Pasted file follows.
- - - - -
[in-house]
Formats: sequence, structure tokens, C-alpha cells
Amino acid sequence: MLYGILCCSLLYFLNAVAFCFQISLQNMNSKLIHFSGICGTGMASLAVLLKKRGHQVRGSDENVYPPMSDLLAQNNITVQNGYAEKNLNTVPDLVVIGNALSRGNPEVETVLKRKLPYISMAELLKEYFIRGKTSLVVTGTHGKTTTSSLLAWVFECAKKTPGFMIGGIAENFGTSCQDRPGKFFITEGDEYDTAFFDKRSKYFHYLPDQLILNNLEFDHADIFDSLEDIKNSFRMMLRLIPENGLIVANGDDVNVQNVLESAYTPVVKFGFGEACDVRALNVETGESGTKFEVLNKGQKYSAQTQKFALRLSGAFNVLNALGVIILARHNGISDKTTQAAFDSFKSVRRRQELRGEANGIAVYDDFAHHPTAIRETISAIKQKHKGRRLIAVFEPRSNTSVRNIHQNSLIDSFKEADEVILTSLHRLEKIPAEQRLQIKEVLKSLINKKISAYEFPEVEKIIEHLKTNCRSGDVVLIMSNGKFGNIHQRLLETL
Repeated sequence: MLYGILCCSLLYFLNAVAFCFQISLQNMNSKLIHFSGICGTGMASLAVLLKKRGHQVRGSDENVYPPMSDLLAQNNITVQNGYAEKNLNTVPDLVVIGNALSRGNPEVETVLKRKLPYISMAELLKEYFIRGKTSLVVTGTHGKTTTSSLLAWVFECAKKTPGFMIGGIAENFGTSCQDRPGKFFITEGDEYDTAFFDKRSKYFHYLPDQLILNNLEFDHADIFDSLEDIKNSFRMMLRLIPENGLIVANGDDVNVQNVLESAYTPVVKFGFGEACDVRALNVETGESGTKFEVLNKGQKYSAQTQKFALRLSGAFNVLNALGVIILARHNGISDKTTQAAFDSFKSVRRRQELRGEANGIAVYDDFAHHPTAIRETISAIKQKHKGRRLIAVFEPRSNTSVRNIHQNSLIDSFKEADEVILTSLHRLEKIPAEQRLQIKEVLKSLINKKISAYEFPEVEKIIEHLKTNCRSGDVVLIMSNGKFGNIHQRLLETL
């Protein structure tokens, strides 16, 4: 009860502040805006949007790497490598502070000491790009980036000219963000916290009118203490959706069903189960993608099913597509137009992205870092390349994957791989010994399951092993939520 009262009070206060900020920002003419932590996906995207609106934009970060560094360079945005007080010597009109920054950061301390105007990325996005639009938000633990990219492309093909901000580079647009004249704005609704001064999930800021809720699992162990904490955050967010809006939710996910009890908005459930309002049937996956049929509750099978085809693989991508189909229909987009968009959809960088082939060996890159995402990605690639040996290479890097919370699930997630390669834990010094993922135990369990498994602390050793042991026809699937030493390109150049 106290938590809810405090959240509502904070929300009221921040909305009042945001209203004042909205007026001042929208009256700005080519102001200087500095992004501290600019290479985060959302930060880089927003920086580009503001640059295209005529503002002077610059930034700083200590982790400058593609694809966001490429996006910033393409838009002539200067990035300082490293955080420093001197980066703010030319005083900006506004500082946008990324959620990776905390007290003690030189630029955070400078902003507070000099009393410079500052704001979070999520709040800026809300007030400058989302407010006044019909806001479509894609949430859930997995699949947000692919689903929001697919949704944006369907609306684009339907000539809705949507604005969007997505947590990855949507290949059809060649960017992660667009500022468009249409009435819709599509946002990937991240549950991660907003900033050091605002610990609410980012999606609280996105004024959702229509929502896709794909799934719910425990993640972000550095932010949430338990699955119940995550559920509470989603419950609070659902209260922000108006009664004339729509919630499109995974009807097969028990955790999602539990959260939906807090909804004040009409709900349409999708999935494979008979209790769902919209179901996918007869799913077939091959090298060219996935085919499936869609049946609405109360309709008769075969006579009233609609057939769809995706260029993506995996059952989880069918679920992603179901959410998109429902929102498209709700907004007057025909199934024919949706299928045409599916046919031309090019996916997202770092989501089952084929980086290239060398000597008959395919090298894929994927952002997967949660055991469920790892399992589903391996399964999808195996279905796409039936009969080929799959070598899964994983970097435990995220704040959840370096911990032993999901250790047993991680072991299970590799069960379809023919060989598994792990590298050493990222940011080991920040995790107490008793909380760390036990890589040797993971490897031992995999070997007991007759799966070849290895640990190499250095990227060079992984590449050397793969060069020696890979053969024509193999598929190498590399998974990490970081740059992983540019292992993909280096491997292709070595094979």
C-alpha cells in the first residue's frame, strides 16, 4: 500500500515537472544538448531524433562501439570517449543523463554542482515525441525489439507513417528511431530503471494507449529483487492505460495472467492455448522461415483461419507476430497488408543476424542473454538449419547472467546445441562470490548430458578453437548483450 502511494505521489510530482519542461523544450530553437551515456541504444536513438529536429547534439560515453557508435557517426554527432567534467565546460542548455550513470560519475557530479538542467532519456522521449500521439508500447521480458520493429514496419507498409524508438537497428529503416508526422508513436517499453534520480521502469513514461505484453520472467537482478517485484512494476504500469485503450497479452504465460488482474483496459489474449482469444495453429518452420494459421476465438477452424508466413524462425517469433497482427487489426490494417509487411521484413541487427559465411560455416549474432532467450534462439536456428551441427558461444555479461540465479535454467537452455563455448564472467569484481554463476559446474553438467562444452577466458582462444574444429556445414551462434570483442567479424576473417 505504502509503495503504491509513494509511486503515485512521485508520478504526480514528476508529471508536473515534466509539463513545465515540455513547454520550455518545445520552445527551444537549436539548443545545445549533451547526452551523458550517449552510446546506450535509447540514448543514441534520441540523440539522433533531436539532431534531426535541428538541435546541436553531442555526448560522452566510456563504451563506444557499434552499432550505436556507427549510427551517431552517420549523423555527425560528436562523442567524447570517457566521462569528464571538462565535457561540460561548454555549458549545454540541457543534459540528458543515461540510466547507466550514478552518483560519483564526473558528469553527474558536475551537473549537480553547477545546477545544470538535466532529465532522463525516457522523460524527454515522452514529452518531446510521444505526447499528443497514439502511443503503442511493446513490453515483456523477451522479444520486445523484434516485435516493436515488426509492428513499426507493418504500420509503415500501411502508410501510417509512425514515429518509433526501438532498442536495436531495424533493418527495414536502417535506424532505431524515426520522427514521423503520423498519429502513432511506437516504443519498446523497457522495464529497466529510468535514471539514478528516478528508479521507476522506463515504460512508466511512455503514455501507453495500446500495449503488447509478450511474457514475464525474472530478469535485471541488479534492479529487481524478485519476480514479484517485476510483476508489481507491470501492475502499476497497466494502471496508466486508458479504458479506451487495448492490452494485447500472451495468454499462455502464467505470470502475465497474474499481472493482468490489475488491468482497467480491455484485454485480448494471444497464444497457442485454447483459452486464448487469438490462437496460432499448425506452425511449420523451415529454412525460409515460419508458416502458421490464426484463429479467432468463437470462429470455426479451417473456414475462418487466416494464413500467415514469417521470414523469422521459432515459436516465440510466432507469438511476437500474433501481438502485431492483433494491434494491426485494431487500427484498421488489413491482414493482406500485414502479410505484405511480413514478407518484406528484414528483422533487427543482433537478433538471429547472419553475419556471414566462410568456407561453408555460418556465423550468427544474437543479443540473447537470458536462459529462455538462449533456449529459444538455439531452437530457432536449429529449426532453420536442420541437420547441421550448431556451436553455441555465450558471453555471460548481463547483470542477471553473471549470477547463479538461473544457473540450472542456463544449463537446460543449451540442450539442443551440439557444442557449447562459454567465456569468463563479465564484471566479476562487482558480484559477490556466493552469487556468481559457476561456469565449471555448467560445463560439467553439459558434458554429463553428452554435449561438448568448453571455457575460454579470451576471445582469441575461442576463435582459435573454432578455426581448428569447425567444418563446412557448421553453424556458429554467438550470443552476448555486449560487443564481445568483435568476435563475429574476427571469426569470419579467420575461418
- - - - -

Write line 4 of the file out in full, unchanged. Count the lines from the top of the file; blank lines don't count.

Repeated sequence: MLYGILCCSLLYFLNAVAFCFQISLQNMNSKLIHFSGICGTGMASLAVLLKKRGHQVRGSDENVYPPMSDLLAQNNITVQNGYAEKNLNTVPDLVVIGNALSRGNPEVETVLKRKLPYISMAELLKEYFIRGKTSLVVTGTHGKTTTSSLLAWVFECAKKTPGFMIGGIAENFGTSCQDRPGKFFITEGDEYDTAFFDKRSKYFHYLPDQLILNNLEFDHADIFDSLEDIKNSFRMMLRLIPENGLIVANGDDVNVQNVLESAYTPVVKFGFGEACDVRALNVETGESGTKFEVLNKGQKYSAQTQKFALRLSGAFNVLNALGVIILARHNGISDKTTQAAFDSFKSVRRRQELRGEANGIAVYDDFAHHPTAIRETISAIKQKHKGRRLIAVFEPRSNTSVRNIHQNSLIDSFKEADEVILTSLHRLEKIPAEQRLQIKEVLKSLINKKISAYEFPEVEKIIEHLKTNCRSGDVVLIMSNGKFGNIHQRLLETL